In addition, a customer may be able to be part of a “governmental aggregation group” where the customer’s local government, such as a city, village, county or township, may purchase utility services on behalf of its citizens who do not choose to opt out or decline participation in such a program. If a customer does not opt out or decline to participate in the governmental aggregation group, the local governmental unit will do the shopping for such citizens who remain the governmental aggregation group.

Q: What is the PUCO?
A:
The PUCO is a state agency located in Columbus that has responsibility for regulating the rates and services of Ohio's regulated utilities. It consists of five commissioners, each of whom is appointed by the governor for a five-year term from a list of candidates provided by a special nominating council. Each commissioner is required to have experience in the fields of economics, law, finance, accounting, engineering, or sciences. PUCO commissioners are assisted by a staff consisting of accountants, economists, engineers, rate analysts, attorneys, and other support staff members. The staff not only advises the commissioners, but also has a very important role in the rate-setting process.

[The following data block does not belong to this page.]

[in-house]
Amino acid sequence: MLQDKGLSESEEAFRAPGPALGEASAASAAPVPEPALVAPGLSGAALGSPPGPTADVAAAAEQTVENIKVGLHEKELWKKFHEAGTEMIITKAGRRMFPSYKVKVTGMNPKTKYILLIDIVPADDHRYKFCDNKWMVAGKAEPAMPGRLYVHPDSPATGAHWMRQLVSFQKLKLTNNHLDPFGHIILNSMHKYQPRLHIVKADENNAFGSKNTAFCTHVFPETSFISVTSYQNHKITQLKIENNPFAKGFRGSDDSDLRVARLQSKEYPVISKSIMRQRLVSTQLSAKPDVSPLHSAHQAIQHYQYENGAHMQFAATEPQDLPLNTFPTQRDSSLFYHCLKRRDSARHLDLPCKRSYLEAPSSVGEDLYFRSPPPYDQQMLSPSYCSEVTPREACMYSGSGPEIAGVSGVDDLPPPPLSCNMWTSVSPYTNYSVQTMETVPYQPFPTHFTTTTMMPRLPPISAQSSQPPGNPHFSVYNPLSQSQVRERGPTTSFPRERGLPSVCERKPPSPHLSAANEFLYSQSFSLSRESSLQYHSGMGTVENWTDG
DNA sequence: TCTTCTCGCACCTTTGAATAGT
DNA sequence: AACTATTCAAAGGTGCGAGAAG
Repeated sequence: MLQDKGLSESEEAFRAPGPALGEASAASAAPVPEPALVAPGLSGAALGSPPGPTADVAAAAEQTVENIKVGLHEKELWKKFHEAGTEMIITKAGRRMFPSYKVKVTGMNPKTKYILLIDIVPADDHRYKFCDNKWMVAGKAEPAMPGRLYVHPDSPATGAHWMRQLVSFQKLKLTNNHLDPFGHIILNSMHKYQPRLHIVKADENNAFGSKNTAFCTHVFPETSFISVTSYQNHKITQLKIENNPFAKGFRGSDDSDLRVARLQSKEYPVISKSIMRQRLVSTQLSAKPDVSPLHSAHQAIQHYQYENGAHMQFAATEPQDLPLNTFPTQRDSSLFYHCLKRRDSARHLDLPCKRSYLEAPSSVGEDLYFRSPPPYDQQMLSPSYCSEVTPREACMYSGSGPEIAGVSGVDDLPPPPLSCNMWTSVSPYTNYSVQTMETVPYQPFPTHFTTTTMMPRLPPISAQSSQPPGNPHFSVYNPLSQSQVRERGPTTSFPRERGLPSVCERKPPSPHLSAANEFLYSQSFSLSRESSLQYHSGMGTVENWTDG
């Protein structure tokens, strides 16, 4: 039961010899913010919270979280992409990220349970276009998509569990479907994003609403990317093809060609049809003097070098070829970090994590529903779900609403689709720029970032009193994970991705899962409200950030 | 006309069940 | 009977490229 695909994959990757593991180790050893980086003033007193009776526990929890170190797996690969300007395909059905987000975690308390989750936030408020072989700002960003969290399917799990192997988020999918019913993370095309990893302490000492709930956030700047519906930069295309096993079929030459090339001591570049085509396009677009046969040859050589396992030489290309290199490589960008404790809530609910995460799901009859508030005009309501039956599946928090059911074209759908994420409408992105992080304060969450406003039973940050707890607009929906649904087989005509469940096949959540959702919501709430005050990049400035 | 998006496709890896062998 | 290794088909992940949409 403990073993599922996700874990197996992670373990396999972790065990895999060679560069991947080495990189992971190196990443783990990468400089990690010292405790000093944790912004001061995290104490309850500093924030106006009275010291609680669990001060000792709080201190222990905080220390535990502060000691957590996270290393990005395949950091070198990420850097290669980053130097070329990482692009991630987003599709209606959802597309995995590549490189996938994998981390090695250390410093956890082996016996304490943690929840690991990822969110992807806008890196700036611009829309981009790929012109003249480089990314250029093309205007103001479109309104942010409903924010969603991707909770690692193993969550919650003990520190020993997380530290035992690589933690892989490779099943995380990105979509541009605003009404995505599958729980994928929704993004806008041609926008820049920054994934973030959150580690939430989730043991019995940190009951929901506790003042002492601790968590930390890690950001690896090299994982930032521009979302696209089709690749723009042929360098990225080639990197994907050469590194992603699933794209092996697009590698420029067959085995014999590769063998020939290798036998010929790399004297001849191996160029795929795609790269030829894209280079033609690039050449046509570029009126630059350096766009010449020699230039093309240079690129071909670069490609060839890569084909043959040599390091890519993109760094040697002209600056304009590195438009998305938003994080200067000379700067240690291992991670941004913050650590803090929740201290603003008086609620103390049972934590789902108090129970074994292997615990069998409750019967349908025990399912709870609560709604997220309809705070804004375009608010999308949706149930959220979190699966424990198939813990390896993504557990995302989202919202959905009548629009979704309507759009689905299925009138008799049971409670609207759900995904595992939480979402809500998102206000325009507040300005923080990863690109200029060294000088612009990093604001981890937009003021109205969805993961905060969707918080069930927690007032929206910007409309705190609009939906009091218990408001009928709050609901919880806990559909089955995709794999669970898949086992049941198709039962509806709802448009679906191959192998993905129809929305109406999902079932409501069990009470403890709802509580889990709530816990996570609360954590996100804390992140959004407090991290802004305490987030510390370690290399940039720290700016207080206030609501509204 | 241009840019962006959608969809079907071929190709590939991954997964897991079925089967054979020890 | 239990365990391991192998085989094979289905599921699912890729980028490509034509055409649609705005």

Q: Why do we need a PUCO?
A:
Some utility services are still monopolies with no competitive market for setting prices or quality standards. To prevent these monopolies from over-charging customers, the Ohio legislature created the PUCO in 1913. The PUCO was empowered to regulate the rates and services of utilities by balancing the interests of utility customers with those of utility investors. Now, as some utility services are becoming competitive, the legislature is beginning to de-regulate them. For a utility company that is competing with others in the marketplace (much like any other company), the market would replace the need for regulation by the PUCO.

Q: How does the PUCO set my utility rates?
A: